In their confirmation testimony, both Verma and Price were particularly deferential to the plight of physicians, explicitly associating the profession’s challenges with laws and regulations that frustrate clinicians and compromise patient care.

It’s clear the role physicians will play in the post Affordable Care Act era will be a prominent theme under their leadership.

The Public Health Enemy at the Gate

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President Donald Trump  keeps getting kicked around in court when challenges are brought against his ban on travel from seven predominantly Muslim nations. Trump says he wants to halt the flow of people who might be planning attacks. What we cannot forget is that the kind of attack he has in mind is not confined to bombs and shootings. Trump is terrified that immigrants bring diseases with them. If racism fails, public health will likely afford Trump the rationale he seeks for making it difficult for those he does not like to enter our country.

The president is a self-described germaphobe. He has doubts about vaccines. He likely does not wake up every day to thrill at the latest advances in science. This is a president who might possibly let an infectious disease do what he has so far not been able to accomplish by impugning the country or religion of immigrants he doesn’t like: provide the basis for a ban.

The threat of a pandemic is yet another avenue he could possibly embrace to create a Fortress America. He might demand more walls, quarantine stations at airports and one-way tickets home for every potential human vector — including the frail, kids and pregnant women. No one who is sick, might be sick or who can be smeared as the source of Americans getting sick would get in.

Pandemic flu, Zika, yellow fever, West Nile and a host of other maladies are likely to keep popping up over the next four years. The news media are great at stoking fear about all of them. Public officials are ill-prepared to know what to do about any of them.

Don’t Get Too Distracted By the Smoke Coming Out of Washington

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Health care has risen to the top of the national agenda and Washington policymakers are once again debating how to affordably provide coverage and care for Americans. It is a discussion we welcome. But in the meantime, let’s not lose sight of the fundamentals that will ultimately produce greater value for our health care dollars.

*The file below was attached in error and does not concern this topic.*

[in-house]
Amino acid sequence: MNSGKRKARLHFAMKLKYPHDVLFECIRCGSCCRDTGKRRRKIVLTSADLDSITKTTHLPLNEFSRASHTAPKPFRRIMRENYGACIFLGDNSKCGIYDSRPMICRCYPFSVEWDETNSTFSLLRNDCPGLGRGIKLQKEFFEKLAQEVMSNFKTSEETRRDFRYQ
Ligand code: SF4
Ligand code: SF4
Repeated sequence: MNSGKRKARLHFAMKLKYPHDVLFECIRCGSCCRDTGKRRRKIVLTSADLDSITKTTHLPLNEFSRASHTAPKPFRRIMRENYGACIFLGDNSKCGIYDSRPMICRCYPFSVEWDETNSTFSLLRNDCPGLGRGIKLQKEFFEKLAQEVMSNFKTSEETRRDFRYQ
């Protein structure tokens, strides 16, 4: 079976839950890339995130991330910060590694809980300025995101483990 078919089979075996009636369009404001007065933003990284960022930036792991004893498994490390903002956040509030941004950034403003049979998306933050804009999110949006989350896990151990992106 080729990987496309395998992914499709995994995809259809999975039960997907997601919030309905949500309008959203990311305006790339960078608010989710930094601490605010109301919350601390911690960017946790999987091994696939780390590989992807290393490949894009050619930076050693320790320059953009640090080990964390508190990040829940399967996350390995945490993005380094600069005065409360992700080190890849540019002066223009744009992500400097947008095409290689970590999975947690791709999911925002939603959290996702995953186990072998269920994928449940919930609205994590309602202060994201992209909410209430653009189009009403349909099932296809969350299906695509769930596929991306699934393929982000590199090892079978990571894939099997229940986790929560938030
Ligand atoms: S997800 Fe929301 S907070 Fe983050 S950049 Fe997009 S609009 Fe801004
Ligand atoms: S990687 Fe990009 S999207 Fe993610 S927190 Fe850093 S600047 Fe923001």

At the heart of a high-performing health system is quality outcomes. For consumers to make informed decisions, they’ll need more data—reliable, actionable data. Health plans operating in managed care are accustomed to demonstrating their value and in fact have performed well under such scrutiny.

The National Committee for Quality Assurance (NCQA), a national organization dedicated to measuring and improving health quality, has published annual evaluations of every private, Medicare and Medicaid health plan in the country for more than a decade.

A Measure of Insight on MACRA

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Featured Presentation: http://bit.ly/2lhvpjM

A 2016 study by Researchers at Weill Cornell Medical College and the Medical Group Management Association found that physicians and their staff spend between 6 and 12 hours per week processing and reporting quality metrics to the government – at a cost of $15.4 billion a year.

As a recent Health Catalyst MACRA survey confirms, that burden is expected to significantly worsen in 2017 and beyond as physicians struggle to report quality metrics for the Medicare Access & CHIP Reauthorization Act (MACRA) – the federal law that changes the way Medicare pays doctors. Commercial health insurers are expected to follow the government’s lead with similar programs of their own. In complex organizations, successfully achieving performance targets and submitting accurately for MACRA incentives will require integrating multiple measures across financial, regulatory and quality departments.